Meet Wrinkles: the Internet-famous scary clown who claims to have a roster of celebrity clients, and a steady business traumatizing badly behaved kids for money.
For the last two months, local news stations have also been flooded with eerie stories of unidentified clowns hanging out around parking lots, trying to lure children into woods with candy, money, and lasers. Mostly the reports have come from South Carolina, Georgia, and Florida, but that hasn't stopped the rest of the county from going into panic mode, and police as far North as New Jersey have now issued warnings telling parents to be on high alert for suspicious characters in white face paint and novelty shoes.
So should you be worried?
Although the level of media coverage would lead you to believe we're on the verge of a full-scale Purge breaking out, if there has been an increased number of clown sightings in the last month, it probably has more to do with people copying what they're seeing on the news than a tri-state collective of sociopathic murder clowns. The only arrests police have made so far have been for hoaxes, and pretty much all the video "clown sighting"—like the one below, which now has close to 10 million views—have turned out to be pranks.
The "creepy clown" phenomenon isn't even that new. Two years ago (right before Halloween again—what a coincidence) local news was awash with scare stories about clowns loitering outside houses fitted with home security systems. And if you live in Southwest Florida, you're probably already familiar with Wrinkles: a 65-year-old Rhode Island transplant in a beat-up white mask and red polkadot onesie, who charges $150 an hour to show up to parties and scare badly behaving kids.
Wrinkles, who declined to give his non-clown name, describes himself as "just an old guy with too much time on his hands." He's been working the scary clown circuit for four years, but his business really took off in 2015 when the fliers he uses to drum up clients started appearing on Instagram and Twitter.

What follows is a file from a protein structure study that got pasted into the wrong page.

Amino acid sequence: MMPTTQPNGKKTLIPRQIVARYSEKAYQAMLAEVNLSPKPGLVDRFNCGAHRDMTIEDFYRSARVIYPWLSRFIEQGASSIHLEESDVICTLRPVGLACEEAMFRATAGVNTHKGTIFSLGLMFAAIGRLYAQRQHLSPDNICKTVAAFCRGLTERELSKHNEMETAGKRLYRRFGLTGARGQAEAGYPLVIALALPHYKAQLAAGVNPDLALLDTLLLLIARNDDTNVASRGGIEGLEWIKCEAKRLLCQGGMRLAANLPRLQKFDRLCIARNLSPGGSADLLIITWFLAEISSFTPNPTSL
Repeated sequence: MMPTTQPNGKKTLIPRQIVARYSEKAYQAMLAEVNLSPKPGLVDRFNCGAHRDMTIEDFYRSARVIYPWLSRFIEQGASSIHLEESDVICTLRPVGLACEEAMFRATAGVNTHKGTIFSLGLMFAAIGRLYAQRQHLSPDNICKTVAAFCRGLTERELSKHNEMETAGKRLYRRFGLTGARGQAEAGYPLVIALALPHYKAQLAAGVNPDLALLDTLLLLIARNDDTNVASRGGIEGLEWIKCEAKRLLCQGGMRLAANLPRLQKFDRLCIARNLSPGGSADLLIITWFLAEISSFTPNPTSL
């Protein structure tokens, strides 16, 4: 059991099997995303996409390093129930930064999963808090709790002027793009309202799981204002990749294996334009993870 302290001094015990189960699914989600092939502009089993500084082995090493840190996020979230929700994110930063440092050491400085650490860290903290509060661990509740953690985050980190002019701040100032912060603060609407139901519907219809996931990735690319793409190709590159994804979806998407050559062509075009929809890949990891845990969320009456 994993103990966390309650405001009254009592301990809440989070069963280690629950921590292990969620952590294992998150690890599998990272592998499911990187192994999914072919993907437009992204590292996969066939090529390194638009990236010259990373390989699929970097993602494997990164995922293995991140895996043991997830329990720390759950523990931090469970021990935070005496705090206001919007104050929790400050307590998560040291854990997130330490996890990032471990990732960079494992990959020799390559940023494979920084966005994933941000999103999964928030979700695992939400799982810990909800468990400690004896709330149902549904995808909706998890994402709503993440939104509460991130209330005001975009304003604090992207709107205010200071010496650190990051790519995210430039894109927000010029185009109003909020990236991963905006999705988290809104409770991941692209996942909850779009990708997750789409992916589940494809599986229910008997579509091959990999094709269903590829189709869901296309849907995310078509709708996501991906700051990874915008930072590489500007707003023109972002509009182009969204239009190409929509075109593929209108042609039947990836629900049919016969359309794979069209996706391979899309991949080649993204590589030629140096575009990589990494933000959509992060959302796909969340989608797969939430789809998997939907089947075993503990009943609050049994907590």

This led to a Google+ page that tracks his whereabouts. (Yes, apparently, Google+ is actually a ghost town.) Followed by dozens of local news stories, and even a mentions on The Tonight Show with Jimmy Fallon and The Late Show with James Corden. Now, Wrinkles—whose menu includes the usual birthday parties and bar mitzvahs, and also literally showing your misbehaving kid's school to "scare the shit" out of them—claims he's booked up for months, and he even says he has a roster of celebrity clients.
We reached out to Wrinkles to get his take on the current "epidemic" of clown sightings, and to hear more about what it's like to scare unwitting children for a living.
GQ: Are you aware of the scary clown sightings? What do you think?
Wrinkles: Honestly, I think it's comical. As long as nobody is getting hurt, what's wrong with some kids dressing up and scaring their friends? Also how much of it is really true? They are busting people left and right with false sightings. Everyone needs to relax, for Christ's sake. The only clowns anyone needs to worry about right now are the two running for office.
Have you seen an increase in business as a result?
It's hard to know because of the hundreds of prank calls I have to weed through every day. I wouldn't say it's bringing more business, but it keeps the calls steady. I am booked through December, so I would say business is pretty good at the moment.
The only clowns anyone needs to worry about right now are the two running for office.
What do you think is causing it?